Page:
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Int J Obes Relat Metab Disord. 2003 Dec;27 Suppl 3:S49-52.

Inflammation and the IKK beta/I kappa B/NF-kappa B axis in obesity- and diet-induced insulin resistance.

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  • 1Joslin Diabetes Center & Department of Medicine, Harvard Medical School, Boston, MA 02215, USA. Steven.Shoelson@joslin.harvard.edu

Abstract

Antidiabetic effects associated with salicylates have been known for years, although the underlying mechanisms were not understood. We have been reinvestigating these effects in the light of recent discoveries in the areas of signal transduction and insulin resistance. Our findings showed that signaling pathways leading to I kappa B kinase beta (IKK beta) and NF-kappa B are activated in insulin-responsive tissues of obese and high-fat-fed animals. Since activation correlates with the development of insulin resistance, we asked whether signaling through this might be involved in the pathogenesis of insulin resistance. Heterozygous gene deletion (Ikk beta+/-) or salicylates, working as IKK beta inhibitors, improved insulin sensitivity in insulin-resistant rodent models. Furthermore, high doses of salicylates (aspirin or salicylate) improved insulin sensitivity in patients with type II diabetes. Our studies implicate an inflammatory process in the pathogenesis of insulin resistance in obesity and type II diabetes mellitus and identify the IKK beta/NF-kappa B pathway as a molecular mediator of insulin resistance and pharmacological target for insulin sensitization.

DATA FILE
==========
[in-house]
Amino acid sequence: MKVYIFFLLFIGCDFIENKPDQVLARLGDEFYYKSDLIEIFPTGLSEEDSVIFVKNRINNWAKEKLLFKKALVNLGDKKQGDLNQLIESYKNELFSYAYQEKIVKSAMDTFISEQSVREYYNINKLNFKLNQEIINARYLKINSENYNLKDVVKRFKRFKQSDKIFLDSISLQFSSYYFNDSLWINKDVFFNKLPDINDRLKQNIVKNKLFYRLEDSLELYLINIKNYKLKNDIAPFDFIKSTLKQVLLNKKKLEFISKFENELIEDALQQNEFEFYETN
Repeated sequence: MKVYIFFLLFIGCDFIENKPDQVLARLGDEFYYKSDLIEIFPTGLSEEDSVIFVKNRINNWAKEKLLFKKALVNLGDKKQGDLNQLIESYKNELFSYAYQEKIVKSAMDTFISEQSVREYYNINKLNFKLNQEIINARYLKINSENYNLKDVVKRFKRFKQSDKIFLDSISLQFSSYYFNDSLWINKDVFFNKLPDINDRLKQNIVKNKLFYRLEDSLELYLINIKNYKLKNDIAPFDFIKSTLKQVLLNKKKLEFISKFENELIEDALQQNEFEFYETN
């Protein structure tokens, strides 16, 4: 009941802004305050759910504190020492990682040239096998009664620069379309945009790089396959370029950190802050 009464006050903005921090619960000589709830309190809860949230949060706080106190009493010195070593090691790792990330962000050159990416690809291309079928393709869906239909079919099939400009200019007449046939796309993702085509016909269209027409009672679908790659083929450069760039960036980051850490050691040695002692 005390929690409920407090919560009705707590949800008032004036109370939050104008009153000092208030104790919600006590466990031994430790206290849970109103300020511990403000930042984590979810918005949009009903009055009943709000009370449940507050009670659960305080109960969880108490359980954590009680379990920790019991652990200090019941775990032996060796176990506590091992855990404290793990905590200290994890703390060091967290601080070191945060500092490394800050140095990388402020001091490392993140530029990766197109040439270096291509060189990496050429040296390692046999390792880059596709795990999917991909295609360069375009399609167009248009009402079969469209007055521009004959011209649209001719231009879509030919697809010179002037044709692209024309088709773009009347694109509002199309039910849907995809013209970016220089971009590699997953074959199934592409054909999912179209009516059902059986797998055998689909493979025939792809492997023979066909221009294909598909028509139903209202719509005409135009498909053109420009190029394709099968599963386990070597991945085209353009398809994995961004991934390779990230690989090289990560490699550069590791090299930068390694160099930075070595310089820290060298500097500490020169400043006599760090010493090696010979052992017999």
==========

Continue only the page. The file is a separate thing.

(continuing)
PMID:
14704745
[PubMed - indexed for MEDLINE]
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